The font you use is part of your branding. From your logo to your website, this font should appear on all written materials. Make sure you choose a legible font that matches the tone of your brand. Sans serif fonts are generally considered modern, while fonts with serifs are more formal. Where your content will be viewed – online vs. offline – factors into this decision as well. Fonts without serif have proven to be easier to read online.
6. Speak to your audience.
Your business has a target audience and your branding should speak to this group. To provide direction for your branding and other marketing strategies, you should create customer personae to help focus your marketing efforts. If you don’t know who you are marketing to, your branding messages will miss the mark (or hit the mark with limited effectiveness).
7. Say what you do and do what you say.
Your business has a set of morals and values that guide it. These values can frame your mission statement or other marketing content, as well as your brand. What matters more, is how you act on those morals and values. Your customer service, community involvement, and other actions should reflect the values associated with your business.
8. Be consistent.
Like doing what you say and saying what you do, an overarching brand message must be consistent in all interactions with your clients, prospects, vendors, suppliers—and especially your staff. Brand consistency is more than just using the same colours, logos, and images across your marketing materials. While this is important to your overall image, the experience your stakeholders have with your business matters just as much, if not more. Your personality and values should be reflected in every transaction with your brand whether it’s online, in person, or over the phone.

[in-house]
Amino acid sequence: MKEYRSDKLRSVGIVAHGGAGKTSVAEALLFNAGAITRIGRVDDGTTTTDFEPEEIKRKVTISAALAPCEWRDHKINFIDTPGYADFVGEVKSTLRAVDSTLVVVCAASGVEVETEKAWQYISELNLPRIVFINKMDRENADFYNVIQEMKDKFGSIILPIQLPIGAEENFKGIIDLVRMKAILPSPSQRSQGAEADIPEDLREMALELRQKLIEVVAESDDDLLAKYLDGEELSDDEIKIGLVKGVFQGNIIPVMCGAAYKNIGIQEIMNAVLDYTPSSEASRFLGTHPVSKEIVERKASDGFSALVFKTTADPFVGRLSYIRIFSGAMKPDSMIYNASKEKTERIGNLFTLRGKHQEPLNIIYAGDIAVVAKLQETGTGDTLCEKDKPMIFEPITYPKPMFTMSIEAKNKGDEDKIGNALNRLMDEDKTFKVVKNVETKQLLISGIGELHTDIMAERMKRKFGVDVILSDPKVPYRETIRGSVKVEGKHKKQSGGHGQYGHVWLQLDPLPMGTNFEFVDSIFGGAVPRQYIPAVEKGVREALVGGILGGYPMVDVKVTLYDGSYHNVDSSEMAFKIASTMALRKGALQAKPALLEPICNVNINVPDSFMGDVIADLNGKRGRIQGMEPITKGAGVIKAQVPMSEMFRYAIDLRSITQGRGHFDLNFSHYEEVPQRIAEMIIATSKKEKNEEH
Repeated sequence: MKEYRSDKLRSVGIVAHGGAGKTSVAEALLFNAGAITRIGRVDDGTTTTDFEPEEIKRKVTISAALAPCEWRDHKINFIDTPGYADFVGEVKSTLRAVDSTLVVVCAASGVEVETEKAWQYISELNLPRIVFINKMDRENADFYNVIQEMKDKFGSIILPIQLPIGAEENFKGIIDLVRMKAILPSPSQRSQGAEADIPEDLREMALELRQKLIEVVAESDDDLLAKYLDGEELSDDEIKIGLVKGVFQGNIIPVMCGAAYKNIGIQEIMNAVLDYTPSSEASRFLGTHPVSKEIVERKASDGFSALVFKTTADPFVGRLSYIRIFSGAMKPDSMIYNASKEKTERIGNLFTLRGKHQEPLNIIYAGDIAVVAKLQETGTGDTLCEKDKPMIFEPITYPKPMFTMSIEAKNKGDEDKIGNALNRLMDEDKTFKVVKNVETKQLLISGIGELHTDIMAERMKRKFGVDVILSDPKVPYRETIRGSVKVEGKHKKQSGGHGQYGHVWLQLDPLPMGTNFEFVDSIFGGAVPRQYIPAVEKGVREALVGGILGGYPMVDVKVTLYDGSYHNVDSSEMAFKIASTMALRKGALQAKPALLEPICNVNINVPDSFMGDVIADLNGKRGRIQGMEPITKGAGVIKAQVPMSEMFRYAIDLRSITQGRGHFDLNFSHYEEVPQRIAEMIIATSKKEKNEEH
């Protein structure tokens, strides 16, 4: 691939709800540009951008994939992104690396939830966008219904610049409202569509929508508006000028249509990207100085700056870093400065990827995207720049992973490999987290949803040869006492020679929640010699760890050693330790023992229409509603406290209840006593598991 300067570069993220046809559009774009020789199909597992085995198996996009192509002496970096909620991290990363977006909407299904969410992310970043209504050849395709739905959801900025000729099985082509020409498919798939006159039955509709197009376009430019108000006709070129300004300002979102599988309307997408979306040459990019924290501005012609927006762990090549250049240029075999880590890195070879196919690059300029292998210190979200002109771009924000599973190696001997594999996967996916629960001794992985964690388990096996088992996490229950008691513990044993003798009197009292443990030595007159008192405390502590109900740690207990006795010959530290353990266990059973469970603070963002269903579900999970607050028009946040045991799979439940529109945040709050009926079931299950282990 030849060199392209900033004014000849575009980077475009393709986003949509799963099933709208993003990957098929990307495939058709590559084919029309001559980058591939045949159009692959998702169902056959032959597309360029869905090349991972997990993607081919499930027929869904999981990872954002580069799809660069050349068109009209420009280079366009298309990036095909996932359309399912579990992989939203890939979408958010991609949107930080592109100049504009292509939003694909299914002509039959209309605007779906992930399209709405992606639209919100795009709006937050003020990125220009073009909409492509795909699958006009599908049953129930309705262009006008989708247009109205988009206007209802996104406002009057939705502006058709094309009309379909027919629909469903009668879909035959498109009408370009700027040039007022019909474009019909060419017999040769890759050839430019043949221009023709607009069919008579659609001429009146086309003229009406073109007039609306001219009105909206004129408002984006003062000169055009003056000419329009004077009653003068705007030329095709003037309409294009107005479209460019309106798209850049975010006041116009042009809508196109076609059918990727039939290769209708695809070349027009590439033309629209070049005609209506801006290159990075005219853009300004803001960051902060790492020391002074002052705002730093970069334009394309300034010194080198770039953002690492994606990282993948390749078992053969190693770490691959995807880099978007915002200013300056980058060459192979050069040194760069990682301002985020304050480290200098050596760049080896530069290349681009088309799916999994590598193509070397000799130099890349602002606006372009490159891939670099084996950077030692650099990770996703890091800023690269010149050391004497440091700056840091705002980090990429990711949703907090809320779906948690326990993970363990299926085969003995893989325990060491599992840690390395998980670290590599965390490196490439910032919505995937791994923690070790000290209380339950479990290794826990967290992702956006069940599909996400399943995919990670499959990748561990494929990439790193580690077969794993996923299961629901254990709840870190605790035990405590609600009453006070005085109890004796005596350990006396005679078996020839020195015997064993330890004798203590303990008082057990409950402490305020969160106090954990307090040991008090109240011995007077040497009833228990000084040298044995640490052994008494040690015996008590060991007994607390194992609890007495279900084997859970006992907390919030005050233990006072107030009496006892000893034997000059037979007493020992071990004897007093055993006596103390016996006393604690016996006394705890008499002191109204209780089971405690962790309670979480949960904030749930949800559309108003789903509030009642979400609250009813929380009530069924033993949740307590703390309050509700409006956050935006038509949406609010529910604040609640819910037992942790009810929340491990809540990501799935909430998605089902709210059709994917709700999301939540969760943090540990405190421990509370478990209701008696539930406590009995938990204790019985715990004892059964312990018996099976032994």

9. Can you drive a standard?
The easiest way to be consistent is to document it. Once your branding elements have been established, it is a good idea to develop a brand book or style guide. Regardless of what you call it, this guide is a set of standards for your business’ marketing and branding materials for both internal and external communications. Your employees should be aware of this guide to ensure that your branding is well-represented. It should be updated as your brand and marketing strategies evolve.
10. Current Affairs.
Make sure your business’ branding stays current. Design trends come and go. Make sure that your branding keeps up by rebranding regularly. In addition, you should design your branding with growth in mind so that rebrands are not too drastic. Go for fonts and colours that are timeless, rather than fashionable. This will keep your brand from looking dated. Refreshing your branding will establish your relevance to your target audience.
Creating a brand for a new business or rebranding a current business can be an exciting time. You can create your business’ identity and present it to your target audience on your own terms. Need some help? Reach out to Wingman Direct today for a needs assessment and initial consultation. In 30 minutes, we’ll show you why we say “We got your back” and how we back that statement up.